Skip to main content

Will Brad Stevens' Theis/Williams center triad survive the post season - and beyond?

Enes Kanter averaging one minute per game thus far in the Eastern Semis versus Toronto tells us all we want to know about his future with the Boston Celtics. Brad Stevens has little faith, at least for this series, in the likable Turk.


The Celtics allowed the Raptors to even the series at 2-2 last night, dropping Game Four with a score of 100-93. One of the few bright spots was the play of sophomore Rob Williams. Rob logged 15 minutes, entering the game early in the first quarter (9:26 mark). He scored six points on 3-of-4 from the field, gathering five rebounds in the process. Noteworthy was the fact he only picked up only one foul for the game. He is learning not to go for fakes and not to try to block every shot. He had no blocks in the game, but he is providing decent coverage both down low and on the perimeter.

Rookie Grant Williams picked up 12 meaningful minutes in the loss, coming away with four points and two boards. The Williams duo's combined 27 minutes of play overrode Theis' 25 minutes, and we can expect to see similar minutes from the center triad in Game Five of the series.

Rob Williams is still a work in progress, but he continues to improve on both ends of the floor. Experience will generate more savvy, and I view him as a keeper for Danny Ainge. Grant already has a decent basketball IQ as a rookie. He may never be a star, but he just may stick on the Celtics roster. It may come down to a choice between Grant Williams and Semi Ojeleye for next season.

Theis produced eight points, seven boards, one assist, one steal and one block in the game, and we can assume that he has peaked this season. Though somewhat undersized at 6'8", he has enough quickness and mobility to fit in quite well with what Stevens wants to accomplish. But the question remains whether the Celtics can succeed long-term going with this kind of minutes-sharing at the 5-spot. This series may decide that question.

Photo via Fernando Medina/NBAE via Getty Images

Comments

Popular posts from this blog

The Elm Street Nightmare

 A true-and-suspenseful horror tale of haunting, homicides and the hunt for triple-murderer, Daniel Laplante - as told by the cops that were there By Lt. Thomas Lane (Ret.) and Off. Steven Bezanson (Ret.) Daniel Laplante - cold, calm, clever, calculating- Photo: YouTube   Elm Street  surfaces on four occasions in the Laplante saga: 1.) He  resided on Elm Street  in Townsend, Massachusetts 2.) He  kidnapped a woman  at gunpoint on  Elm Street, Pepperell , Massachusetts 3.) He was arrested and transported to Massachusetts State Police Barracks on Elm Street in Concord . 3.) He was  tried, convicted   and sentenced for the murders at  Superior Court , corner of  Elm Stree t and Gorham Street, Lowell, Massachusetts. When evil and cleverness reside in the same mind, the stage is often set for true horror. Such was the case with triple-murderer, Daniel Laplante . As a 16-year old , he quickly transitioned from: Minor thefts and breaking into homes To: Taunting and threatening a father and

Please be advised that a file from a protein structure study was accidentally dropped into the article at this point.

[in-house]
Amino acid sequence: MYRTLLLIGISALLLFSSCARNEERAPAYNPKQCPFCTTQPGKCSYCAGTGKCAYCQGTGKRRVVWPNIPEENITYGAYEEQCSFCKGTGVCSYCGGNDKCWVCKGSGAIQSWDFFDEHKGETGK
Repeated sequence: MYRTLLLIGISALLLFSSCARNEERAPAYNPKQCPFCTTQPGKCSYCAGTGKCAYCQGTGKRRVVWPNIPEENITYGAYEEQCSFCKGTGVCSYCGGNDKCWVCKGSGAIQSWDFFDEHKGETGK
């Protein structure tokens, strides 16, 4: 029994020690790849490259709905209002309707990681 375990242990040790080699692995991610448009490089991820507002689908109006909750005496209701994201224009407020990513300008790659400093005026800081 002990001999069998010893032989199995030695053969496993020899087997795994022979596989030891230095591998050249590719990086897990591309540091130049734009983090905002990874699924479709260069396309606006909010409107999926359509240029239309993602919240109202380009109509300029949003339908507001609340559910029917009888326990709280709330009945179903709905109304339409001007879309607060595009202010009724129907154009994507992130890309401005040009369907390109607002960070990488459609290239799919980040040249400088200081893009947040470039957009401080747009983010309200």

Sign the Petition! Let's honor Tommy Heinsohn

  No longtime Celtics fan can watch games this year without a somewhat heavy heart. For the last 50 plus years, we have been blessed as a franchise to have Tommy Heinsohn, Mr. Celtic himself, as a part of the organization. Whether it be as a player, coach, or commentator, Tommy has been an instrumental figure for the green, and his presence is missed on every broadcast. Nobody embodied what it meant to be a Celtic more than Tommy, and I know I miss his energy and ferocity every time Scal claims the refs "made the right call" against the Cs. While Tommy obviously belongs on the Mount Rushmore of Celtics, he is often overlooked in his place among the greats of NBA history. Looking back upon his life, one would be hard pressed to find someone with a bigger impact on NBA basketball than Mr. Celtic. For those who are unfamiliar, let's do a quick review. Tommy is one of 2 people to be inducted into the Hall of Fame as both a player and coach (the other being the indomitable Len

Using trade exception to acquire Aaron Gordon needs consideration

The Orlando Magic's Aaron Gordon was taken fourth-overall in the 2014 NBA draft, two spots before Boston picked Marcus Smart at #6. I felt at the time that Danny Ainge would have taken Gordon with the sixth pick if the 6'8" power forward was still on the board. Well now, with a $28.5 million trade exception in his hands, it may be time to consider adding the super-athletic wing. Here's why: Brad Stevens feels you can't have enough mid-sized wings Brad Stevens does not favor the "little guys" because they often get mis-matched on defense by taller opponents. He also is not fond of the old-school, big centers. In his mind, they just can't be effective on his switching, perimeter defensive strategies. Gordon's salary fits the trade exception Aaron is set to earn $18.1 million this season and $16.4 million in the 2021-22 season. His salary was front-loaded, and that relatively-low $16.1 million figure kicks in when Jayson Tatum's max contract goes